Bampfylde Moore Carew King of the Beggars.From the Original Picture in the Possession of Tho.s Carew Esq.r of Crowcombe in Somersetshire.
Mezzotint with large margins, very fine, platemark 335 x 230mm
Portrait of Bampfylde Moore Carew (1693 - 1759), impostor, taken from the portrait by Richard Phelps (London, National Portrait Gallery) At the age of twelve he was sent to Tiverton school, where he became involved with schoolboys who owned a pack of hounds, and one day they followed a deer so far that neighbouring farmers came to complain of the damage done. To avoid punishment the youths ran away and joined some gypsies. His career was a long series of swindling and imposture, very ingeniously carried out, occasionally deceiving people who should have known him well. His restless nature then drove him to embark for Newfoundland, where he stopped but a short time, and on his return he pretended to be the mate of a vessel, and eloped with the daughter of a respectable apothecary of Newcastle-on-Tyne, whom he afterwards married. When Clause Patch, a king, or chief of the gipsies, died, Carew was elected his successor, although he was transported to Maryland. On his arrival he escaped and met some Indians, who relieved him of his collar. He then travelled to Pennsylvania (where he pretended to be a quaker), stopping in Philadelphia, New York, and New London, from where he embarked for England. He escaped impressment on board a man-of-war by pricking his hands and face, and rubbing in bay salt and gunpowder, so as to simulate small-pox. After his landing he continued his impostures, found out his wife and daughter, and seems to have wandered into Scotland about 1745, and is said to have accompanied the Pretender to Carlisle and Derby.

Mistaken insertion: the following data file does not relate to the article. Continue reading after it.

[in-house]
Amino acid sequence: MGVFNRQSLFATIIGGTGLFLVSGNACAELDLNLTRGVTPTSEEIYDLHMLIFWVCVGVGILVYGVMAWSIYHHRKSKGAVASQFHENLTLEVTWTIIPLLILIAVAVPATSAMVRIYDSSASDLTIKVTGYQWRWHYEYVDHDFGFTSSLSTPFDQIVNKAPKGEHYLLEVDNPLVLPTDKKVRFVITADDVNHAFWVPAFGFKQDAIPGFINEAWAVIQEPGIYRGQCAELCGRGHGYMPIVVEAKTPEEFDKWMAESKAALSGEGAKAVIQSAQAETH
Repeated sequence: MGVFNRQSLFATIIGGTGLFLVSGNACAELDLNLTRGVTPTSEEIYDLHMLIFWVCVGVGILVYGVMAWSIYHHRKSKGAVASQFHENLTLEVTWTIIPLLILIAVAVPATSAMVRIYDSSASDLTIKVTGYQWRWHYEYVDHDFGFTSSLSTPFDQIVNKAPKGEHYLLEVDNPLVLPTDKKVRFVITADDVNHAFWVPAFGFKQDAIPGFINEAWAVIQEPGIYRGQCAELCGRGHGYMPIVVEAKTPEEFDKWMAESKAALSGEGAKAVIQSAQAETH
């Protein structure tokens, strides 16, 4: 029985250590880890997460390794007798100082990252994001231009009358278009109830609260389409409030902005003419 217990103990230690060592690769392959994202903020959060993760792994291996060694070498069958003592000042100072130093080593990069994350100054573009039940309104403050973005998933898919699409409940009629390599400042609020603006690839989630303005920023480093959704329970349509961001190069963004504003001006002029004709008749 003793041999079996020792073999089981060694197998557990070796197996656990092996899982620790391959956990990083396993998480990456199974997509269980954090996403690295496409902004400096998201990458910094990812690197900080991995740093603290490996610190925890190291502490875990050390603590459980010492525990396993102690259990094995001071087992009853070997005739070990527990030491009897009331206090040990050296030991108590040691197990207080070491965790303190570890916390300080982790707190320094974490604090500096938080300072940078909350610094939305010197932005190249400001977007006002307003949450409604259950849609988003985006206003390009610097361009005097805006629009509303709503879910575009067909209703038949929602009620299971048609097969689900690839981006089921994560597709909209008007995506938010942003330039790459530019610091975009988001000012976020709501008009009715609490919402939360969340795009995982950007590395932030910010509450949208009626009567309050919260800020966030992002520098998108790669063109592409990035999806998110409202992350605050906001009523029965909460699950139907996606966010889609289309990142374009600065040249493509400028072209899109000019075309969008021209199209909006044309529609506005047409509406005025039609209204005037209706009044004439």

[Ref: 31258] £460.00